It's in the city, but it's also surrounded by greenery: Augsburg Zoo is beautifully located in a park at the northern end of the city's Siebentischwald green space. Birds and other beasts from around the world, such as green tree pythons, Persian leopards and flocks of flamingos, all share their home Augsburg home with European wildlife such as beavers and bears. The zoo also houses cuddly creatures such as kid goats and guinea pigs that are a real hit with children. All told, the zoo contains about 1,200 animals representing over 240 species.
Safari, Madagascar and the Alps – all on the banks of the Lech
Located at the southern end of the zoo, the Africa section is populated by large and small savannah animals: zebras, rhinos, meerkats and ostriches all live side by side, separated only by trenches. If you want to pay your respects to the king of the jungle, you need to go to the other end of the park. The zoo's lions have a special enclosure that features indoor and outdoor areas. Their neighbours are Alpine chamois and Daghestan turs who live on an artificial crag, where they spend their time climbing, grazing and simply sunning themselves. There is something to discover wherever you go in the zoo, such as the chimps' house, the tropical and nocturnal animals' hall, with its regulated temperatures and lighting conditions, and the reptile house, home to pythons, vipers, tortoises and lizards. The aviary is a great place to see different types of birds up close, such as plovers, herons and scaup ducks. The pride and joy of the zoo are its ring-tailed lemurs. These lively primates have their own enclosure where they can clamber about over the heads of the visitors, and some especially confident members of the gang even take to the paths for their playtime.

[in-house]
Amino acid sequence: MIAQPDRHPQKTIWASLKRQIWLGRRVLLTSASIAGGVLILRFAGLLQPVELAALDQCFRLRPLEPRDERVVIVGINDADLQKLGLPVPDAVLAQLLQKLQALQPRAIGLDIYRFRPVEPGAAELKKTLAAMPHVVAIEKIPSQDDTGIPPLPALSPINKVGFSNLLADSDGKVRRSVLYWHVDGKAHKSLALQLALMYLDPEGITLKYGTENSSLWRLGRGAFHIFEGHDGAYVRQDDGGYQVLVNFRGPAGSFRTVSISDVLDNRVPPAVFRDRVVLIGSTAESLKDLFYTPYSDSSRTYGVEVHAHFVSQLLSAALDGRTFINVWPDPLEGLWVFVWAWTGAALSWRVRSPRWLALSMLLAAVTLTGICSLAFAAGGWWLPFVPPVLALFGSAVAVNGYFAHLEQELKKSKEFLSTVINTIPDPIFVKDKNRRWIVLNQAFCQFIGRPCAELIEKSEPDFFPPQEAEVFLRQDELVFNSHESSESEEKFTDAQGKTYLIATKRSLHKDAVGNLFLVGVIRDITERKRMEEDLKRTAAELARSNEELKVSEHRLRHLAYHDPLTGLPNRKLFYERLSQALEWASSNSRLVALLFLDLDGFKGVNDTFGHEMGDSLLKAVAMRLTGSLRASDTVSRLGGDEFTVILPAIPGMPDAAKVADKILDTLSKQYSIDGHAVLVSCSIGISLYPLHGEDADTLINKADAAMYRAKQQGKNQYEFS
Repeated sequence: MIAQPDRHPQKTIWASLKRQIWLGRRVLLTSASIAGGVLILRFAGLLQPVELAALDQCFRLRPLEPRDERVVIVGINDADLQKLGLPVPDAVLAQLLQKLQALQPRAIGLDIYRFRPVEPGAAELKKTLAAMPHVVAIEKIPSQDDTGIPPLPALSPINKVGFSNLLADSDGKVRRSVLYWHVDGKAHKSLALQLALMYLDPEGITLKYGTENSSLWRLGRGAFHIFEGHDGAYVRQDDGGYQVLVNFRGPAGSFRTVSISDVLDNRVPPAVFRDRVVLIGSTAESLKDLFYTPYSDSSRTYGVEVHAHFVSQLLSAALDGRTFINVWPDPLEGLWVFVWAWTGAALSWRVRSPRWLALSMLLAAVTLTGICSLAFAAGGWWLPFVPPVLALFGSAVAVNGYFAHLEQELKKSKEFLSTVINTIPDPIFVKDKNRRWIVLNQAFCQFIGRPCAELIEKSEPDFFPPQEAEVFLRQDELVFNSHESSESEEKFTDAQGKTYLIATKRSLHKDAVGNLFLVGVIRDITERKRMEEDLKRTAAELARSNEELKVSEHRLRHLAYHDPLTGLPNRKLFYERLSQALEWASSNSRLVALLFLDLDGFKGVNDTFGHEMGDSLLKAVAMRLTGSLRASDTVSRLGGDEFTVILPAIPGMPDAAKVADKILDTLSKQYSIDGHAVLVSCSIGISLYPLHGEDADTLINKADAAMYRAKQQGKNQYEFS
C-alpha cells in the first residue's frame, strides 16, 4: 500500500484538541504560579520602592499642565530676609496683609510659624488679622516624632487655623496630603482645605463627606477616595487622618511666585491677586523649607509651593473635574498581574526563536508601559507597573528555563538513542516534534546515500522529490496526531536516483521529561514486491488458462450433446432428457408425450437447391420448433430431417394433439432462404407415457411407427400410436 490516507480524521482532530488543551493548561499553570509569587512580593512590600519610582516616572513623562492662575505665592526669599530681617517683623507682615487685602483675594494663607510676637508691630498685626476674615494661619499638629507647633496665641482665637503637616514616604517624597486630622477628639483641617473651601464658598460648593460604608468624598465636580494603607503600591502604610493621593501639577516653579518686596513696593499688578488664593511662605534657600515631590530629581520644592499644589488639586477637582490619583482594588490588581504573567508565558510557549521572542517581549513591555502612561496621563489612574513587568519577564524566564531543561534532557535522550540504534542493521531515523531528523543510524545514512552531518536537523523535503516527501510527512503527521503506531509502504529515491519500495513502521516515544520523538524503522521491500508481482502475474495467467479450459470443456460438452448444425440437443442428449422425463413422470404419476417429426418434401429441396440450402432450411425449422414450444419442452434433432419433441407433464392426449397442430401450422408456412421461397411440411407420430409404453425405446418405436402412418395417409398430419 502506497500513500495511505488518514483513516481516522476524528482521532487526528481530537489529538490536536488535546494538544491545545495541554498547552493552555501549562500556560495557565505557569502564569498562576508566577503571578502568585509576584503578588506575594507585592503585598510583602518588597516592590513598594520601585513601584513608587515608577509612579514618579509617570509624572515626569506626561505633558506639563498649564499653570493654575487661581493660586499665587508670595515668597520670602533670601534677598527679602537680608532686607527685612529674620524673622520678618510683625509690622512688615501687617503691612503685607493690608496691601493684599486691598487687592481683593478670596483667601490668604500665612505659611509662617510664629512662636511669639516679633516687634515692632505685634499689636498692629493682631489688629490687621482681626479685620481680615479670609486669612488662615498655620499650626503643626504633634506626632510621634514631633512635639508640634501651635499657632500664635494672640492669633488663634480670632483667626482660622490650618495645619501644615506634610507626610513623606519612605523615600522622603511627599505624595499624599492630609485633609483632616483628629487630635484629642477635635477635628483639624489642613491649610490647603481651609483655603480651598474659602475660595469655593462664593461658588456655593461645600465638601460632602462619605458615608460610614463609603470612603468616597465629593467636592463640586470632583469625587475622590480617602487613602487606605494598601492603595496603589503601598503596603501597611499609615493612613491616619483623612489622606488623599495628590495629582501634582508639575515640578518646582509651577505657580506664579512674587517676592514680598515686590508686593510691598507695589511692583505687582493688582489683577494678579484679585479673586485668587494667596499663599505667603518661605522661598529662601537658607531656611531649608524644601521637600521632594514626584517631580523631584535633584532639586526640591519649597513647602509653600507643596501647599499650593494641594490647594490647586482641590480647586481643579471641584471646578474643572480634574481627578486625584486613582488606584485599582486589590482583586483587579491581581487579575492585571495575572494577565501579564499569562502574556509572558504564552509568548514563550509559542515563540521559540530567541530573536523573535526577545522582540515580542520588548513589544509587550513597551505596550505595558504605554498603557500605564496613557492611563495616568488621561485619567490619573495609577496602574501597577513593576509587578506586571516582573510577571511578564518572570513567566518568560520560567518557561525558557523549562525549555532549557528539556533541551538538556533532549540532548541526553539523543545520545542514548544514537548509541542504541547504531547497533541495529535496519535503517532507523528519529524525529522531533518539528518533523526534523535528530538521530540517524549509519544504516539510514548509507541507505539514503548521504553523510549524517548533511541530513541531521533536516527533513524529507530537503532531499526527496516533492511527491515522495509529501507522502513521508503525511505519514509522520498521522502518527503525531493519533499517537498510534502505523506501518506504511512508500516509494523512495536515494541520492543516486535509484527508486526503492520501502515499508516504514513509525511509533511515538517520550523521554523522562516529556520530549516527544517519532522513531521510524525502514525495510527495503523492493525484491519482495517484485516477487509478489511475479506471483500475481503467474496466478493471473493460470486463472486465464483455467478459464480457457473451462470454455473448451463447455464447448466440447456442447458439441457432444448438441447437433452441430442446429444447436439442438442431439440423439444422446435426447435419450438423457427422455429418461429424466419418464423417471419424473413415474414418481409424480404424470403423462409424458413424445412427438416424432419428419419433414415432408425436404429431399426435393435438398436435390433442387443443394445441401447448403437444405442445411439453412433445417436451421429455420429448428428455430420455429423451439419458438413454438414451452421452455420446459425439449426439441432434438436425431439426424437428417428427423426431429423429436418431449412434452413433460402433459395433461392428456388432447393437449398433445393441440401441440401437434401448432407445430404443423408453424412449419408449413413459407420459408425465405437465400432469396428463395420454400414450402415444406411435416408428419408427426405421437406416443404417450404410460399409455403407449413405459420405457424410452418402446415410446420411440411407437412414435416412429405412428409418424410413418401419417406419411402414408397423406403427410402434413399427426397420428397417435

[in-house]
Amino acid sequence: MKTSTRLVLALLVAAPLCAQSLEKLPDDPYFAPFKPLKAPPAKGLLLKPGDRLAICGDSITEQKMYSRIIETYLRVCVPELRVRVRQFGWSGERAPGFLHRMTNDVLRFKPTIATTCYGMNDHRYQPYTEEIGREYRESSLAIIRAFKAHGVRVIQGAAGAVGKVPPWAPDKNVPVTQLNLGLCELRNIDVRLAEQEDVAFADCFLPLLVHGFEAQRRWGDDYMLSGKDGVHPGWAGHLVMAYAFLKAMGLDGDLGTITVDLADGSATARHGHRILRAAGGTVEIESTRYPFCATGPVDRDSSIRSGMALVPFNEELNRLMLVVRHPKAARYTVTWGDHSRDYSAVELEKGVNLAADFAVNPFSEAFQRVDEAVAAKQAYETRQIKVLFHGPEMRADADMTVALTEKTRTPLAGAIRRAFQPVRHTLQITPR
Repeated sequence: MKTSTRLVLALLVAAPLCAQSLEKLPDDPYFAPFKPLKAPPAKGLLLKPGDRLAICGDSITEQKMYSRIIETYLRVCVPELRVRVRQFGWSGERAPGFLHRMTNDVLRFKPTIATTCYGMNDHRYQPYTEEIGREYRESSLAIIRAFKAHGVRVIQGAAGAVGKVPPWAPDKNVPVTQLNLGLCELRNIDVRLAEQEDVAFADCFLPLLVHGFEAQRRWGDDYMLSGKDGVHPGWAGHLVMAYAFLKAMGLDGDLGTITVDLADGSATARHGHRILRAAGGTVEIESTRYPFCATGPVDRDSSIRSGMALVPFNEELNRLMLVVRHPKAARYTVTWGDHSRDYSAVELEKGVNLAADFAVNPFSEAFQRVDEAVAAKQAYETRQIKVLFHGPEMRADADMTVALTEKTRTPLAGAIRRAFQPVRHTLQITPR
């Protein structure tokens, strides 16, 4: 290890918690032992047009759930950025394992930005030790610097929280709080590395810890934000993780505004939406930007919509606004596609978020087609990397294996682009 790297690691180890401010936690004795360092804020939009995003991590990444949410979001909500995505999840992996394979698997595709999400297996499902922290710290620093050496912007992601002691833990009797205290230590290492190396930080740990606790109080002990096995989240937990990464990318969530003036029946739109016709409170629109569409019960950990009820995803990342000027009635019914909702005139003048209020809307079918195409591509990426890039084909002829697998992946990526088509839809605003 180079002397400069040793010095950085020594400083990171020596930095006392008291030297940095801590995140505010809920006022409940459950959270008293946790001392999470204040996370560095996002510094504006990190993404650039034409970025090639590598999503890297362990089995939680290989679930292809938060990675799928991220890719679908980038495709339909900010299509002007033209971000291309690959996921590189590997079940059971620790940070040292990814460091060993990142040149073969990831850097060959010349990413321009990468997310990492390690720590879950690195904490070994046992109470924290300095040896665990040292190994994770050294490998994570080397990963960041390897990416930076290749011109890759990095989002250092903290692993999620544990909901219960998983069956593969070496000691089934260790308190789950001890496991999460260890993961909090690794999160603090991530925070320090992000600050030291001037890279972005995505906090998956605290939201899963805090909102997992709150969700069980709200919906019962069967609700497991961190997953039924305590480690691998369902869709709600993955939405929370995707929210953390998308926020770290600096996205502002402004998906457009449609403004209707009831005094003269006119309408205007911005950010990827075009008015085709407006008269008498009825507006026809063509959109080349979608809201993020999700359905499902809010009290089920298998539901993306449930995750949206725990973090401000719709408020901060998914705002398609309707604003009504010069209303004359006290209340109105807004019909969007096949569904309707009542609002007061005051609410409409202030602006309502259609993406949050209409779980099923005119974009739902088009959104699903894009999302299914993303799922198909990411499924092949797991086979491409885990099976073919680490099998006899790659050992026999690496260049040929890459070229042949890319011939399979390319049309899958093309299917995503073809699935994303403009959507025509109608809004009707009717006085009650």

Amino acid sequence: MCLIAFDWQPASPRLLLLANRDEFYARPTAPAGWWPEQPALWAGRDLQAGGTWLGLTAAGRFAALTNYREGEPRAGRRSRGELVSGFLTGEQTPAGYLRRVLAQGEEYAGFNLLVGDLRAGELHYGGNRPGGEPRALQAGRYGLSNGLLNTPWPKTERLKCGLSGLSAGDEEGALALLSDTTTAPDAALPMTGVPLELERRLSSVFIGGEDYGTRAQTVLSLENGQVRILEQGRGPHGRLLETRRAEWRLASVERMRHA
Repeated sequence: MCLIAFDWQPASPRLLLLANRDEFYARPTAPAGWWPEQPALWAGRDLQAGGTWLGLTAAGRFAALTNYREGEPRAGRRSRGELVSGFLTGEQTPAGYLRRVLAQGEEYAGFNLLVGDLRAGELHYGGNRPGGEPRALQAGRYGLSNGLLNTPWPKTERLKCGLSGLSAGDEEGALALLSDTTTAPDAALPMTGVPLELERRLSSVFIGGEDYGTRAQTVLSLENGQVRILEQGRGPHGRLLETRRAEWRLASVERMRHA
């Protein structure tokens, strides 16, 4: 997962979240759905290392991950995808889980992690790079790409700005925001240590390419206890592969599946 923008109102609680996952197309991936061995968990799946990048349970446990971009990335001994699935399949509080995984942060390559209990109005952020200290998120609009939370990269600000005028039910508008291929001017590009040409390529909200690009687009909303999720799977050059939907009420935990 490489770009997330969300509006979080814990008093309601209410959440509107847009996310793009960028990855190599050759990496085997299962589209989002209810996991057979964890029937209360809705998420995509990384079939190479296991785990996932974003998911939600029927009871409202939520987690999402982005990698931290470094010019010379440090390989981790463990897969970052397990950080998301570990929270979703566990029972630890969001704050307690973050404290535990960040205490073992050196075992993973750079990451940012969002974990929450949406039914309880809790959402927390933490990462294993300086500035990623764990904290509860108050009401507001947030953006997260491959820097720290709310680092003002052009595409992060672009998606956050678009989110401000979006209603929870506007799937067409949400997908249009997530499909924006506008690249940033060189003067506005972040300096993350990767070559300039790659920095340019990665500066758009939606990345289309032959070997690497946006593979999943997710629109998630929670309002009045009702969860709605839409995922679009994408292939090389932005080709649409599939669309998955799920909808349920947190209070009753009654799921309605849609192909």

Seeing the zoo with experts
The zoo has a wide range of guided tours in German and English for visitors. Some are specifically for children, others for adults, but they all give visitors a great opportunity to learn about the work of the keepers and the history of the zoo. Interesting facts about environmental protection and conservation are part and parcel of the tours, along with entertaining stories and anecdotes about the zoo and the animals who call it home. There are also regular evening and morning tours that give people the chance to see the zoo's many crepuscular animals – Sumatran tigers and bushbabies are at their most active close to sunrise or sunset.
What animal's call does the Bible compare to the voice of God, and what do the many animal-related Bible stories mean? The zoo has another tour that focuses on biblical references to animals and what they mean. NB: The tours get booked up quickly, especially during the summer, so make sure you reserve your place in good time.
Visiting your favourite animal